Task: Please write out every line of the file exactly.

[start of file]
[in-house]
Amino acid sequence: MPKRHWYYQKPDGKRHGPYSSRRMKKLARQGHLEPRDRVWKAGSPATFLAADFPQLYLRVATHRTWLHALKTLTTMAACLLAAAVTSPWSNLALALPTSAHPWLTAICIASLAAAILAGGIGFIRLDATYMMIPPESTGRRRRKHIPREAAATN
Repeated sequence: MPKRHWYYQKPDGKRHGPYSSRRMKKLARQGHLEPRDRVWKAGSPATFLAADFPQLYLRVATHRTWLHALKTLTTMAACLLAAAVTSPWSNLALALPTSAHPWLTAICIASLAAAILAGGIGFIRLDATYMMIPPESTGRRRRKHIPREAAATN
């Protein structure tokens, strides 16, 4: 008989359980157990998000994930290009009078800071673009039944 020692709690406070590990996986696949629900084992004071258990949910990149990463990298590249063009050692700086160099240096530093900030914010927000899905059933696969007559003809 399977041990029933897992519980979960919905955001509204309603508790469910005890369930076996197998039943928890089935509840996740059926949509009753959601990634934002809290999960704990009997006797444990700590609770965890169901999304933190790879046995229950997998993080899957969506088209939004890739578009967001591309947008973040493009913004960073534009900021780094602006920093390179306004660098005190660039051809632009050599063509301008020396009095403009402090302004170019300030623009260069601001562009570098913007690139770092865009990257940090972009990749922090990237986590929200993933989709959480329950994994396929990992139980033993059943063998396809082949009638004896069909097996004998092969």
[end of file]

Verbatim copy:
[in-house]
Amino acid sequence: MPKRHWYYQKPDGKRHGPYSSRRMKKLARQGHLEPRDRVWKAGSPATFLAADFPQLYLRVATHRTWLHALKTLTTMAACLLAAAVTSPWSNLALALPTSAHPWLTAICIASLAAAILAGGIGFIRLDATYMMIPPESTGRRRRKHIPREAAATN
Repeated sequence: MPKRHWYYQKPDGKRHGPYSSRRMKKLARQGHLEPRDRVWKAGSPATFLAADFPQLYLRVATHRTWLHALKTLTTMAACLLAAAVTSPWSNLALALPTSAHPWLTAICIASLAAAILAGGIGFIRLDATYMMIPPESTGRRRRKHIPREAAATN
């Protein structure tokens, strides 16, 4: 008989359980157990998000994930290009009078800071673009039944 020692709690406070590990996986696949629900084992004071258990949910990149990463990298590249063009050692700086160099240096530093900030914010927000899905059933696969007559003809 399977041990029933897992519980979960919905955001509204309603508790469910005890369930076996197998039943928890089935509840996740059926949509009753959601990634934002809290999960704990009997006797444990700590609770965890169901999304933190790879046995229950997998993080899957969506088209939004890739578009967001591309947008973040493009913004960073534009900021780094602006920093390179306004660098005190660039051809632009050599063509301008020396009095403009402090302004170019300030623009260069601001562009570098913007690139770092865009990257940090972009990749922090990237986590929200993933989709959480329950994994396929990992139980033993059943063998396809082949009638004896069909097996004998092969």